Growing up in Mozambique, Sofia Maquile wanted to be famous and have HD pictures and videos of herself. At the age of 12, she started to become more worried about her future because she did not have hope in education due to graduate unemployment in her country.
She also applied to a number of modeling/photo agencies but she was rejected and she grew frustrated. Eventually, Maquile decided that she was no longer going to look for a job but will rather invest in herself and her bigger vision.
This led her to establish Smaqs, an audiovisual production company focused on making high-quality digital pictures and videos for the international and pan-African market. She launched the business in 2017 and now employs and trains over 10 interns, 70% of them being from local communities.
The company covers Photography, Videography, Graphic Design, Digital Marketing and Digital Influence. “Our target market includes models, artists and digital influencers,” she told Lionessesofafrica. Aside from her business, Maquile also has over 10 years of experience as a social media influencer and manager.
According to Maquile, she started her entrepreneurial journey at the age of 12 although she did not come from an entrepreneurial background.
“It all started with my iPhone 6 when I learned to make short dynamic video edits. Over time, I made some money here and there with the help of the audience I created on social media until my sister and my aunt saw my dedication and decided to work with me in a long-term partnership,” she said.
She continued: “My mother started to help me financially to invest in more equipment and my father helped me in terms of motivation and persistency. My sister, Yara Perengue, has a CrossFit gym, Fit Generation, she hired me to cover and manage the company´s social media and my aunt, Iolanda Francisco, hired me as her personal photographer.”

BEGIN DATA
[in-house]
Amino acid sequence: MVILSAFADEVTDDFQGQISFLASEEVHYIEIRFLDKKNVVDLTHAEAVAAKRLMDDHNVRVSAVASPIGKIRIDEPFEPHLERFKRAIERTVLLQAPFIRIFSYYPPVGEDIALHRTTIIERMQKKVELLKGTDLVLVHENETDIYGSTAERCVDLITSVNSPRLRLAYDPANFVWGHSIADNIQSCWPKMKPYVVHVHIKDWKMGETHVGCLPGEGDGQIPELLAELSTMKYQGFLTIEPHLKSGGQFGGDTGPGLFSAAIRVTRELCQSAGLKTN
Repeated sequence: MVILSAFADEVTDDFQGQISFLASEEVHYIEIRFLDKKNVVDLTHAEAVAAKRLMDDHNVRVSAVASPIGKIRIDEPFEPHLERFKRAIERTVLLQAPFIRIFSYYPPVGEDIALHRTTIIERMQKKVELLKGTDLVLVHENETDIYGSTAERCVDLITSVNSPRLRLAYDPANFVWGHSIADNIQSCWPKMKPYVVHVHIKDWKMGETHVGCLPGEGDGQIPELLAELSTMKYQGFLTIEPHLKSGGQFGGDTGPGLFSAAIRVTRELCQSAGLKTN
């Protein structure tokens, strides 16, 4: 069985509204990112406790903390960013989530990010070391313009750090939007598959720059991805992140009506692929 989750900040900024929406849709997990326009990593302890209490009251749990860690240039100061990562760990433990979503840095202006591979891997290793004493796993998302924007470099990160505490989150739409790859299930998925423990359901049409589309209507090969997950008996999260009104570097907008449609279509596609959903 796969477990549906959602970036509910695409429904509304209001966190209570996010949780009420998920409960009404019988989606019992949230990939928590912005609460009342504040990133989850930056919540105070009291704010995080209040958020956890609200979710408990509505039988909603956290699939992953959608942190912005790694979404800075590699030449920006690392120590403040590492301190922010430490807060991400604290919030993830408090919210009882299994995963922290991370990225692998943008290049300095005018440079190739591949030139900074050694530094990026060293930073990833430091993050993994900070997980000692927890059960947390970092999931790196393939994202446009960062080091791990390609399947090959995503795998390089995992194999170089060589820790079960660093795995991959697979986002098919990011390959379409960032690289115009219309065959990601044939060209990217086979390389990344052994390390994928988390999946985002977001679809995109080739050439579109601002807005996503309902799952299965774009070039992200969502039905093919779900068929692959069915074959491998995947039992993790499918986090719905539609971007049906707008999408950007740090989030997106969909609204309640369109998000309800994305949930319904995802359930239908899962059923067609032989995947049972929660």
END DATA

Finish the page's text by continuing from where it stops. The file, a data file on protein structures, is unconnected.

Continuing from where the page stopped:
Maquile stopped working with her sister after two years due to poor time and task management, but she continued to work with her aunt. The pandemic made things difficult for her in terms of school, causing her to drop out of in grade 10. She then wrote the GED exams.
Her brother-in-law helped her with marketing but all in all, it was a very tough journey considering her competitors were/are at least twice her age, she said. “I lost a lot of friends and fun time due to work but it was definitely worth it. Now at 17, I´m able to solve and manage problems I couldn´t imagine I was capable of previously, giving me much more of competitive advantage,” she said.
Maquile said her future plans include expanding her business to markets abroad and growing the company into a multimillion establishment. The young entrepreneur also plans to build a training center to teach many people about audiovisual production.